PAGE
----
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Triple Negative Breast Cancer: New Subtype Classifications Sheds Light on Targeted Treatments

BCRF researcher Dr. Charles Perou has helped categorize TNBC tumors into 4 distinct molecular subtypes.

Triple negative breast cancer (TNBC) is so named because TNBC cells lack the three common breast tumor markers:  estrogen receptor, progesterone receptor and the HER2 protein.  Unlike breast cancers with these markers, there are currently no FDA-approved targeted therapies for TNBC.  One of the prevailing challenges in these efforts is the complex molecular diversity of TNBC tumors.

BCRF investigator Dr. Charles Perou and others have been directing considerable effort into the molecular characterization TNBC to identify potential targets for therapy. Using the same methods of genomic analysis used to identify the four major classes of breast cancer (Luminal A, Luminal B, HER2-enriched and basal-like), Dr. Perou and colleagues have identified four molecular subtypes of triple negative breast cancer.

During the AACR Annual Meeting, Dr. Perou chaired a session discussing the TNBC classifications and potential targeted therapies in each case.  Briefly, they are as follows:

Luminal: These tumors resemble ER-positive breast cancers under the microscope, but do not have the estrogen receptor. Instead, they have another hormone receptor –the androgen receptor (AR) – most commonly associated with prostate cancer. With several anti-androgen drugs in use to treat prostate cancer, Dr. Perou discussed the potential of testing these in AR-positive TNBC. Clinical trials are ongoing or under development for several approved anti-androgen drugs in breast cancer.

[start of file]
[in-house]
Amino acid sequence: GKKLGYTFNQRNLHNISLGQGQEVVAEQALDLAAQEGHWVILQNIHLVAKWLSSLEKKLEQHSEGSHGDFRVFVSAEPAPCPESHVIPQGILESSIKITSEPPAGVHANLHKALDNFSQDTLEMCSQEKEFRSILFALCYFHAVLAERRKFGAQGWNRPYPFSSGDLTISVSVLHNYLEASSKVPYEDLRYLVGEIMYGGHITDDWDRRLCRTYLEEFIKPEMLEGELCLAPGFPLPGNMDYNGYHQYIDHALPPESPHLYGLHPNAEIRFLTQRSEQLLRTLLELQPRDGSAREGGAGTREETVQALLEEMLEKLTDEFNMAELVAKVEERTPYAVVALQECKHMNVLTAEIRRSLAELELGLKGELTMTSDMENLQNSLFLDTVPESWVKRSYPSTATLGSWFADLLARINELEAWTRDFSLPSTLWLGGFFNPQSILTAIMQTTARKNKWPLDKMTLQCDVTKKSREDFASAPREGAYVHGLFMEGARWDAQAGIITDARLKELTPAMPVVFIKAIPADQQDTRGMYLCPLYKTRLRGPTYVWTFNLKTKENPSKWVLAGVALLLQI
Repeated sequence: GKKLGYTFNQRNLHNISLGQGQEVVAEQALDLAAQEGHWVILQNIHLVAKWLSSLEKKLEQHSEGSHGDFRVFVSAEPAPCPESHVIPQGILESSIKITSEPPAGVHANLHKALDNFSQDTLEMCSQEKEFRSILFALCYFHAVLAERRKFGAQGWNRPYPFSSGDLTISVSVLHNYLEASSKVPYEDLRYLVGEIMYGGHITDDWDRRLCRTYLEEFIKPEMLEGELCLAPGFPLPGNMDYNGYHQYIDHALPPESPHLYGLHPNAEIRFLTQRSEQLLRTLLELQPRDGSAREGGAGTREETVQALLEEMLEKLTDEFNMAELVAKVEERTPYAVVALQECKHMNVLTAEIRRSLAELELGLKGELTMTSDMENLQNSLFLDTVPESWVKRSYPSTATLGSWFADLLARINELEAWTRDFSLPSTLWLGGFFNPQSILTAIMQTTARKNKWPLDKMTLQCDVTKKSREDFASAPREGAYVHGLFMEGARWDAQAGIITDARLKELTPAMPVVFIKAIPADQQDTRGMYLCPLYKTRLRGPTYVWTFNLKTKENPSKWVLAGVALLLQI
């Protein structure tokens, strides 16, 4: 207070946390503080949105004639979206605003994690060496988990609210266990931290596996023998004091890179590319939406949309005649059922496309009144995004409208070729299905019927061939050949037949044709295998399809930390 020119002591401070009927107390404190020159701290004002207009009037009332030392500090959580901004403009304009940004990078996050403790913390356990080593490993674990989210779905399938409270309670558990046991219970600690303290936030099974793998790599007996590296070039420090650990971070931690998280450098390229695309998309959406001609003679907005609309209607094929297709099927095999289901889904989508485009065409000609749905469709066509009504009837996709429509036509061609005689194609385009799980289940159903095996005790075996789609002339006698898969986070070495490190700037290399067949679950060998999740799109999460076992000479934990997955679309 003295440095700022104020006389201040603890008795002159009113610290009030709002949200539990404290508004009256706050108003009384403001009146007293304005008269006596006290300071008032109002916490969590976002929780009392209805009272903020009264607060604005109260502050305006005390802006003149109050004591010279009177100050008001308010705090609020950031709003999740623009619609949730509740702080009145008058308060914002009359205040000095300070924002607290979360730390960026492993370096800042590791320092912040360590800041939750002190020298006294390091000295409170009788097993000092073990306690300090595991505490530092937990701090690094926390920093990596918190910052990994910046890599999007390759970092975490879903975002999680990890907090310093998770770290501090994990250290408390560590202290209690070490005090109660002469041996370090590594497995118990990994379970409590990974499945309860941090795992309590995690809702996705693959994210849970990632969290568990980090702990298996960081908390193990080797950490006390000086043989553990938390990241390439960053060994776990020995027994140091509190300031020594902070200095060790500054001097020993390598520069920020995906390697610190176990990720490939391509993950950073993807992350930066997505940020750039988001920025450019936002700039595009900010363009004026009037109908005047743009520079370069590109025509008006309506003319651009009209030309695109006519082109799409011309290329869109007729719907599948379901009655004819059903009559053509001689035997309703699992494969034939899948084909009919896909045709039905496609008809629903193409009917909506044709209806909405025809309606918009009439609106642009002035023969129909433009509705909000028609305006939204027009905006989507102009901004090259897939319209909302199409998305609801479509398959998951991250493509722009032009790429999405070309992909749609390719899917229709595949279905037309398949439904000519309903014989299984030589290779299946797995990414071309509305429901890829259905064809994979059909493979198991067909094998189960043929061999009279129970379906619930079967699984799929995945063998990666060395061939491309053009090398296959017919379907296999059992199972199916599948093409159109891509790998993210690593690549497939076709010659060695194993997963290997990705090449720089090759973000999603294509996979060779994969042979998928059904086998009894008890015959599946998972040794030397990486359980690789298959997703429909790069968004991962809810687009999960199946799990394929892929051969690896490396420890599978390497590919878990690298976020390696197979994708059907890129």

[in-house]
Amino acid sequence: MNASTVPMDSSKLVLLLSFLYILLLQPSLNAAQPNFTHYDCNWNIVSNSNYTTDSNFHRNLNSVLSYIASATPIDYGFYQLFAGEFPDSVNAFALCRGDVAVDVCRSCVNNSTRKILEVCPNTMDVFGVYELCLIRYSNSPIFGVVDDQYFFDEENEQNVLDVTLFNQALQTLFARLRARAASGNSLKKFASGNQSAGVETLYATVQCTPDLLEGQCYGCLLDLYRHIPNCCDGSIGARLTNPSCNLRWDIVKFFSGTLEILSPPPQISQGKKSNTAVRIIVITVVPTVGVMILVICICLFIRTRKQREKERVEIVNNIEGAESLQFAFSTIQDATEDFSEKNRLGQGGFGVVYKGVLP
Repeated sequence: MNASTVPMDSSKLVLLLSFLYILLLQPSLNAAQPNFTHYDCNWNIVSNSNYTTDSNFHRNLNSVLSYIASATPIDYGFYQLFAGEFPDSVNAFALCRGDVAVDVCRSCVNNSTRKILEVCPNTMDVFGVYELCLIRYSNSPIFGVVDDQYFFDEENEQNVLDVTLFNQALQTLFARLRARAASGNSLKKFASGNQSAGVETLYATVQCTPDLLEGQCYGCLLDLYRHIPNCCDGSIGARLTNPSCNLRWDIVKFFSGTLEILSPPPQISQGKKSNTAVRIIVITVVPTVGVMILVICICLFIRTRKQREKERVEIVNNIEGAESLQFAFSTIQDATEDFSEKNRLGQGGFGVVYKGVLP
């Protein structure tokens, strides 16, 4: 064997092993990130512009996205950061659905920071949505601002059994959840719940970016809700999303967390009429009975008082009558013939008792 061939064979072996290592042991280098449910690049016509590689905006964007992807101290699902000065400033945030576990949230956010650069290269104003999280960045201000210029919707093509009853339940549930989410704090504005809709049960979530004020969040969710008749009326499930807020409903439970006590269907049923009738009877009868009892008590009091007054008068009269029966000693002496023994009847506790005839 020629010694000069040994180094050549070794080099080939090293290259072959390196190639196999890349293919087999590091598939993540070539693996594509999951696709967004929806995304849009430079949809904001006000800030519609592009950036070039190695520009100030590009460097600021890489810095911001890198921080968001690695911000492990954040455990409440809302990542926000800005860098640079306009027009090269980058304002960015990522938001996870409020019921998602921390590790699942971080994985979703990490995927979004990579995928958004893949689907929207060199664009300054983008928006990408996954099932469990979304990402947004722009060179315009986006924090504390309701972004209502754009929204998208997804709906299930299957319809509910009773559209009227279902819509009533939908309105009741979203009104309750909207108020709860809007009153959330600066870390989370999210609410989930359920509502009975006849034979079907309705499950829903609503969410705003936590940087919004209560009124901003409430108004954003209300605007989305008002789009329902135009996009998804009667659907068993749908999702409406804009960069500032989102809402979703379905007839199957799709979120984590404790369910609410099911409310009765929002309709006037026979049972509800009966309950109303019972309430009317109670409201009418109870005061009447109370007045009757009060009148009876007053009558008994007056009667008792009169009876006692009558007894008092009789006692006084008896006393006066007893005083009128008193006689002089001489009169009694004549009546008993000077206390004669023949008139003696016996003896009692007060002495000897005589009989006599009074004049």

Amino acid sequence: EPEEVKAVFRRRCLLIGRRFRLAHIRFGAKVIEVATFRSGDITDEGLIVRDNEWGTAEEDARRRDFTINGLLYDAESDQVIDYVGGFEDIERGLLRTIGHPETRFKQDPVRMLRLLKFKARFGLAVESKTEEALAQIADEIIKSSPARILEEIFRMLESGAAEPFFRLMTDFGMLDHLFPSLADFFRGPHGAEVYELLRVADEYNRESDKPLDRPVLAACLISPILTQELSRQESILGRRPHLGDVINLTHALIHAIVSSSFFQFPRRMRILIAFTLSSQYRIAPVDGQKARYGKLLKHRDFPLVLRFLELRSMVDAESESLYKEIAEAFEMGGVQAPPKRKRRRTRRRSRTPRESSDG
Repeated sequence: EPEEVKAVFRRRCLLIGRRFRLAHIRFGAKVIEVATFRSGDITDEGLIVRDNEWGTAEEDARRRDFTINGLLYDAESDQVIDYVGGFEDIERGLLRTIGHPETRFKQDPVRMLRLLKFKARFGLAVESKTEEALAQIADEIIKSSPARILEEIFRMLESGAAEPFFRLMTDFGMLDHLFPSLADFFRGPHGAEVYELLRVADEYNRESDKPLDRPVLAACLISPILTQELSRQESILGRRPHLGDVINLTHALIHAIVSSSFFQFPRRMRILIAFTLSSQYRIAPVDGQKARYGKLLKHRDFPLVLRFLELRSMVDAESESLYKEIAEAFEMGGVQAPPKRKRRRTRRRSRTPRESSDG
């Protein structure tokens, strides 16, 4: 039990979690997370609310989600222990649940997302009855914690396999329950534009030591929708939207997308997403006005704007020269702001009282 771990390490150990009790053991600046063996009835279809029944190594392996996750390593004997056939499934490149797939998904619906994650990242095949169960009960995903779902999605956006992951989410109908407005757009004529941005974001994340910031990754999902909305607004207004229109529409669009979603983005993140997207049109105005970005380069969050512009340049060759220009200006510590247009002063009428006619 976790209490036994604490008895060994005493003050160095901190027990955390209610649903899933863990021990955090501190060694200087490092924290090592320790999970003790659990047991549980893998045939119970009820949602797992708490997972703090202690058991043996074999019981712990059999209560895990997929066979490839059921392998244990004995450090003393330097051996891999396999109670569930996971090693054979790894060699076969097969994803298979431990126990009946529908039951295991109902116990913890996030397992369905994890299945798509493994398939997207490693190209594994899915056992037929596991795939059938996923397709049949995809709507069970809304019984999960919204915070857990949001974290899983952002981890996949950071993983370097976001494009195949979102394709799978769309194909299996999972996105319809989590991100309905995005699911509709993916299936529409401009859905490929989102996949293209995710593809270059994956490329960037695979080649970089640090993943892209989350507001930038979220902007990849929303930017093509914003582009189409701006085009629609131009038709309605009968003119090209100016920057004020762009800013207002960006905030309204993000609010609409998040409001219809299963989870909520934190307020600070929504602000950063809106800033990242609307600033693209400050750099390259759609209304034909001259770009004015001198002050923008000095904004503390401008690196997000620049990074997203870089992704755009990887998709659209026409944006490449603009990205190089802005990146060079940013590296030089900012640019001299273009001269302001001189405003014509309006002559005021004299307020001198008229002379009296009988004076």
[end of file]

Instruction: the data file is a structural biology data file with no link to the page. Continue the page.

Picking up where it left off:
Basal-like: This category of TNBC comprises two types of tumors, one that is immune enriched and one that is not. The immune enriched type of TNBC tumor contains immune cells. These tend to have a better prognosis and are more likely to respond to immunotherapy.  Clinical trials are ongoing to test combinations of immune-based therapies, such as anti-PD-L1 drugs, with conventional therapy in TNBC.

The basal TNBC without immune enrichment tend to be very sensitive to chemotherapy, so even though there is not a specific targeted therapy, these patients often benefit from standard chemotherapy.

BRCA-mutated TNBC:  About 70 percent of BRCA-mutated breast cancers are basal-like triple negative. Olaparip (Lynparza) belongs to a class of drugs called PARP inhibitors that are effective against BRCA-deficient tumors. They work by blocking a DNA repair process that BRCA-mutated breast cancer cells depend on to survive. Previously approved for advanced ovarian cancer with BRCA mutations, olaparib is the first FDA-approved PARP inhibitor for advanced BRCA-mutated breast cancers.

Another drug, known as sacituzumab govitecan (IMMU-132 for short),  may benefit a wider group of TNBC patients. It is an antibody-drug conjugate that targets a protein called Trop2, which is present on most TNBC cells. The drug works by attaching to Trop2 on the surface of TNBC cells and then injecting a deadly toxin into the cell. The drug is currently in Phase III clinical trials.

You can watch the full interview Facebook Live with Dr. Perou below:

 

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